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I need help writing a SQL query (in Oracle).

I have this table:

 output_value | output_count
 abc          |            2
 def          |            3

Desired output:


Basically, I want the output to include each output_value value exactly output_count times.

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I don't believe I understand your question. You could please try and clarify? –  Dan Jan 11 '12 at 21:24
the question edited, now it looks more clear. Thanks ruakh. –  pressf1 Jan 11 '12 at 21:30

2 Answers 2

Do you need CTE in order to achive results:

create table t ( t  varchar2(50) , i  int );

insert into t values ( 'abc', 2);
insert into t values ( 'xyz', 3);

with cte (t,i) as (
   select t.t, t.i from t
   union all
   select cte.t, cte.i - 1 as i
   from cte
   where cte.i > 1
select cte.t
from cte



Translated fro T_SQL to ORACLE syntaxt by @a_horse_with_no_name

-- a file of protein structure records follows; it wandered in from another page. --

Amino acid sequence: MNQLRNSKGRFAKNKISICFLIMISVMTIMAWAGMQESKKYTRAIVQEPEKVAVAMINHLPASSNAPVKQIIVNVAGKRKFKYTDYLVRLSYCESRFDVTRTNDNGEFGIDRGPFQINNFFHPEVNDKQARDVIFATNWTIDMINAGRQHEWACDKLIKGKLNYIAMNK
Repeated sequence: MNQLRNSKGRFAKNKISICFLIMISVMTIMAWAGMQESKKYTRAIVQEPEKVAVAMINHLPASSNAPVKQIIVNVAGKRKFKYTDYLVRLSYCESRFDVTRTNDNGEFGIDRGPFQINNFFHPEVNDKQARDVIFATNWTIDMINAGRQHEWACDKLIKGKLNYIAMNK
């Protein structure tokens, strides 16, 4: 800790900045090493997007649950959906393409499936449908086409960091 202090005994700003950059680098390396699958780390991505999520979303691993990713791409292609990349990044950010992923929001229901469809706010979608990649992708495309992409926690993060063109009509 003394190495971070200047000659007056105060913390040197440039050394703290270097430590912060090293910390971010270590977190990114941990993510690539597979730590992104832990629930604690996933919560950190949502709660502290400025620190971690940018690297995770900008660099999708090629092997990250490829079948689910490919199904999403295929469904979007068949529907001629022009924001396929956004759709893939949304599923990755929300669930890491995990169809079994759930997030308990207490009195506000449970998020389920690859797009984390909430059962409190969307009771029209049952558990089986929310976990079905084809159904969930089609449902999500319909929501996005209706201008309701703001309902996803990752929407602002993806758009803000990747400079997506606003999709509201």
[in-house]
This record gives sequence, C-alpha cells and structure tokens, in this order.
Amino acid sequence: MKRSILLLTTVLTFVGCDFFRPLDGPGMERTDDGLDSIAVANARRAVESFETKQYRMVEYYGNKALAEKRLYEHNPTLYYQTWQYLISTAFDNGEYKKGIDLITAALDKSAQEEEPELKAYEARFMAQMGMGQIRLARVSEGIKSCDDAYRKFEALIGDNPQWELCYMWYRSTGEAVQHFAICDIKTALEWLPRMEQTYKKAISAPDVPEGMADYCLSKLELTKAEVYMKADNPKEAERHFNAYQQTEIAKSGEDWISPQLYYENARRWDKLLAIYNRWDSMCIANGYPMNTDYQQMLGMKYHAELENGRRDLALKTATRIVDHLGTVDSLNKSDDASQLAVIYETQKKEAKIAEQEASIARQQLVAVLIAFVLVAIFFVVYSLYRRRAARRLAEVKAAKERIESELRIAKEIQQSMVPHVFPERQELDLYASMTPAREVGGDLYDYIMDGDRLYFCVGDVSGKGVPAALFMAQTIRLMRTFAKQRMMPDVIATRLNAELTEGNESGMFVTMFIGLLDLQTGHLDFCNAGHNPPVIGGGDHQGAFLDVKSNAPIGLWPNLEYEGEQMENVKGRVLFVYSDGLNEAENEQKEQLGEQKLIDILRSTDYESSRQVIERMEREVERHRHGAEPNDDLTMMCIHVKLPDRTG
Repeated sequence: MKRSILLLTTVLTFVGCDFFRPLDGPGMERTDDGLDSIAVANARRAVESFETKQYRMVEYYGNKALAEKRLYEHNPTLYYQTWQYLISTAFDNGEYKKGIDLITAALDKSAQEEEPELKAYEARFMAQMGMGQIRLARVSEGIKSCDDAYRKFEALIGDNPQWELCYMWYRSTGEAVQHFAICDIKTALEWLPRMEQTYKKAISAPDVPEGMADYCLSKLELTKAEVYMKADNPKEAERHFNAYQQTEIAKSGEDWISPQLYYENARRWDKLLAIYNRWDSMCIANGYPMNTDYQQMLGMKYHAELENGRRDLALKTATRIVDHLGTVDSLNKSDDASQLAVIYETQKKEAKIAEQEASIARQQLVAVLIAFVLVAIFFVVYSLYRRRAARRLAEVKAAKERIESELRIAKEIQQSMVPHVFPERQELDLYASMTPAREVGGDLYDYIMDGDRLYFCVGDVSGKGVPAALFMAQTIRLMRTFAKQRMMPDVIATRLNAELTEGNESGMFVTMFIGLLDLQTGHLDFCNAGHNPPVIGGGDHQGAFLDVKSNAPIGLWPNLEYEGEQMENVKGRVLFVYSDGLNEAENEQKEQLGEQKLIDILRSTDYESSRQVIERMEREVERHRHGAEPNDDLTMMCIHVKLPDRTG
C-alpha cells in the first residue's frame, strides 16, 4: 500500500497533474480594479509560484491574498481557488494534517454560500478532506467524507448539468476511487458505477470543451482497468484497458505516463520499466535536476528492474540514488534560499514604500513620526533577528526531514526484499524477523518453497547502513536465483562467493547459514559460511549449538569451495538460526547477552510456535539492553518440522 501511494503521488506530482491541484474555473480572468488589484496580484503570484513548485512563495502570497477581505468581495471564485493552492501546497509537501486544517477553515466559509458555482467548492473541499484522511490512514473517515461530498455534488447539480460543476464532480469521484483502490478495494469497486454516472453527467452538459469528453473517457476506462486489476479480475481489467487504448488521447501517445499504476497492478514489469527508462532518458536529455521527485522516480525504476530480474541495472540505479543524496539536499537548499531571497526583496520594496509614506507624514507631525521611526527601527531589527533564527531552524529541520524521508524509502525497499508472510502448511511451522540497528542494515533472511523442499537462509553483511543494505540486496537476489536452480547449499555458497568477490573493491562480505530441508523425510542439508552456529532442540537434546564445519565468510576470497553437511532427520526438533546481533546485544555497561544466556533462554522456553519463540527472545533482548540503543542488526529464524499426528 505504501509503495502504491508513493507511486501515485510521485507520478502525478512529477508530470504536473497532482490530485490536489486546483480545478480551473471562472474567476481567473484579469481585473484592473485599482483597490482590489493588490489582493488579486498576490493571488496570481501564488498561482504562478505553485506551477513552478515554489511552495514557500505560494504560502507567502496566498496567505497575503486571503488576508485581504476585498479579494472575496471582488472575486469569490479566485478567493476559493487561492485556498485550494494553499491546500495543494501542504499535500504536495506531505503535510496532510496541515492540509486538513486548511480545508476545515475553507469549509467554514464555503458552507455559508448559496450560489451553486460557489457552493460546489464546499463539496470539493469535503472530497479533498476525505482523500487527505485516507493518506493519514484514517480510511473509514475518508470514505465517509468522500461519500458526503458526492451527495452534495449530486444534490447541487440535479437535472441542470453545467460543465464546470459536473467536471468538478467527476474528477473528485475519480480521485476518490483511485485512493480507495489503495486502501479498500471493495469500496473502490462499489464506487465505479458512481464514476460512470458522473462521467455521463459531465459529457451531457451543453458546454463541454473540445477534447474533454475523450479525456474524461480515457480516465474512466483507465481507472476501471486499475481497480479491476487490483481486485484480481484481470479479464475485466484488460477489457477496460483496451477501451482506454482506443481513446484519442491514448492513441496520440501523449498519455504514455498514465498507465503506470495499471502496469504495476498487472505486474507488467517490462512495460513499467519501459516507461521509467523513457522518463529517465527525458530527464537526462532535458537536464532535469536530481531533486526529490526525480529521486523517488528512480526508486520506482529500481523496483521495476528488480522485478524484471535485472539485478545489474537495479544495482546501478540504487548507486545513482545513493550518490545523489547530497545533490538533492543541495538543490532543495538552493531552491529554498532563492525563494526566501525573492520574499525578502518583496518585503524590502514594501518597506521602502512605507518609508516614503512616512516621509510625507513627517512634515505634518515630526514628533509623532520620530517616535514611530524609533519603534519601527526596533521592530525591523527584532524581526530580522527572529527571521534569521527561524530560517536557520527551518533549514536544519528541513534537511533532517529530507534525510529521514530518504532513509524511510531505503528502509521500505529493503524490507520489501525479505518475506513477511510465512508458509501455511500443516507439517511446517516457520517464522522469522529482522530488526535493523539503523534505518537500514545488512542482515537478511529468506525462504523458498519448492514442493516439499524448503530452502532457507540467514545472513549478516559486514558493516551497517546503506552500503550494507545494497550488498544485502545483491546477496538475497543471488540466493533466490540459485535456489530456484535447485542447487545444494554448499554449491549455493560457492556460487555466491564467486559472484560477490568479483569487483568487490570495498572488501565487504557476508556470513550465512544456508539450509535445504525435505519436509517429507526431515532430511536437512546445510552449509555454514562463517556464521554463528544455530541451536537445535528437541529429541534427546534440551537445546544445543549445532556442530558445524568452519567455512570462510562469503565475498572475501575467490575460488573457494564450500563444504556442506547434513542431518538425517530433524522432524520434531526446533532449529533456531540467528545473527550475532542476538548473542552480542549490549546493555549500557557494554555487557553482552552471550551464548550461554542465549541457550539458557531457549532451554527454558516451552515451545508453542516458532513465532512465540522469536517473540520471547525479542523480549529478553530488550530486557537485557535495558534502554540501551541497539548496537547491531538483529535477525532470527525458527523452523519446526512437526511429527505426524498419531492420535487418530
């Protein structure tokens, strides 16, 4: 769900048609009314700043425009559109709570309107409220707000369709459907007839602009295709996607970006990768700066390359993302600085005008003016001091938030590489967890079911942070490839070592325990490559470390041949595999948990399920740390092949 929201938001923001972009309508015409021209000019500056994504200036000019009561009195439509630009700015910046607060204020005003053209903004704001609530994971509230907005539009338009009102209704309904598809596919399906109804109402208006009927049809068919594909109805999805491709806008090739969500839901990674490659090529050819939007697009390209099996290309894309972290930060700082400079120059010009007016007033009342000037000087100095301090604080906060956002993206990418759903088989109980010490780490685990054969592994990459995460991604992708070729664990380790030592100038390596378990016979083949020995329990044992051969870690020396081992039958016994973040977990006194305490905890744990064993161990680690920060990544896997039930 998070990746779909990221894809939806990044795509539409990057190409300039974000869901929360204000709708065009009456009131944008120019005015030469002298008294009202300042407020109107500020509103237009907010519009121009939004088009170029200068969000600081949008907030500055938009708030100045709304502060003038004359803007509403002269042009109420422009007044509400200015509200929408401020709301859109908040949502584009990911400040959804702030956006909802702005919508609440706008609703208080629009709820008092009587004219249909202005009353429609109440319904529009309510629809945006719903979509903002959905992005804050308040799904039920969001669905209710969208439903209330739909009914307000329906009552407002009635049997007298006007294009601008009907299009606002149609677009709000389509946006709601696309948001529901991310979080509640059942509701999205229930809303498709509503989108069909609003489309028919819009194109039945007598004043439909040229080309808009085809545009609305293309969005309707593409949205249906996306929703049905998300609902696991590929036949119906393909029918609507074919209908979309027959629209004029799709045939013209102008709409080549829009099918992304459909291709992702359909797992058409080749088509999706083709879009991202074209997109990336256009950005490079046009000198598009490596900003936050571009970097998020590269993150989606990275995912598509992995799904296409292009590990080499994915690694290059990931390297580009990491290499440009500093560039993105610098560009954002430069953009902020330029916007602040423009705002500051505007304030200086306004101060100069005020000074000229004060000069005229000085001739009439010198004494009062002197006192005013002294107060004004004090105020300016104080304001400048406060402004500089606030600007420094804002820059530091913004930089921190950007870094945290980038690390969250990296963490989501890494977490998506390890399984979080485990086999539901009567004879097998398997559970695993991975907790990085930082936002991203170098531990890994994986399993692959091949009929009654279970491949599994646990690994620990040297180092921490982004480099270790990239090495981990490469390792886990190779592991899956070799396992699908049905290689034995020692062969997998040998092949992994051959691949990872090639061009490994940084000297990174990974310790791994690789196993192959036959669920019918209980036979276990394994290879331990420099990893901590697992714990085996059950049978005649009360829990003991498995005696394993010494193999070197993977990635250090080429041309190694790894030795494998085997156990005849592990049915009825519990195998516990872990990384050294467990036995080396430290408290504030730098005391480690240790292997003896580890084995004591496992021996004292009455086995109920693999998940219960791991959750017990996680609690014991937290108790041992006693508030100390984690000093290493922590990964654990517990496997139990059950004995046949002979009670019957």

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I took the liberty to convert it to Oracle Syntax. It will required Oracle 11.2 though (won't work in earlier releases) –  a_horse_with_no_name Jan 11 '12 at 21:44
you forget varchar to varchar2 ;). Thanks!! –  danihp Jan 11 '12 at 21:46
not necessary. varchar works just as well. –  a_horse_with_no_name Jan 11 '12 at 21:48
@a_horse_with_no_name, and what about Do not use the VARCHAR datatype? –  danihp Jan 11 '12 at 21:55
varchar will automatically be converted to varchar2 when you run the CREATE TABLE. That section you quote has been in there for over 20 years now (I think it goes back until version 6 or so). I don't believe any longer that Oracle will ever change that. The only possible trouble you might get if you save your DDL as SQL scripts, let them hang around until Oracle indeed changes that behaviour and you then run the CREATE on an empty database. –  a_horse_with_no_name Jan 12 '12 at 8:04

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